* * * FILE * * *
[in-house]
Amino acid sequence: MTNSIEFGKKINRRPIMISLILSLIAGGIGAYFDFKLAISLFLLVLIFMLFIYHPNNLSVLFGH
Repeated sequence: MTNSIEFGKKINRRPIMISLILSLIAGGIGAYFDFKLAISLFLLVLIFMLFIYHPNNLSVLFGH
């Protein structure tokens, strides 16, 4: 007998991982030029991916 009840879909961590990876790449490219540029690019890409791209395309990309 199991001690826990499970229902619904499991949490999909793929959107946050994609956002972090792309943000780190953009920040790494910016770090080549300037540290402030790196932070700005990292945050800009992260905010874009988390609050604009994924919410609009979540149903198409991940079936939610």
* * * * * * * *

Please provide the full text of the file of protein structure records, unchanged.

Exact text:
[in-house]
Amino acid sequence: MTNSIEFGKKINRRPIMISLILSLIAGGIGAYFDFKLAISLFLLVLIFMLFIYHPNNLSVLFGH
Repeated sequence: MTNSIEFGKKINRRPIMISLILSLIAGGIGAYFDFKLAISLFLLVLIFMLFIYHPNNLSVLFGH
């Protein structure tokens, strides 16, 4: 007998991982030029991916 009840879909961590990876790449490219540029690019890409791209395309990309 199991001690826990499970229902619904499991949490999909793929959107946050994609956002972090792309943000780190953009920040790494910016770090080549300037540290402030790196932070700005990292945050800009992260905010874009988390609050604009994924919410609009979540149903198409991940079936939610």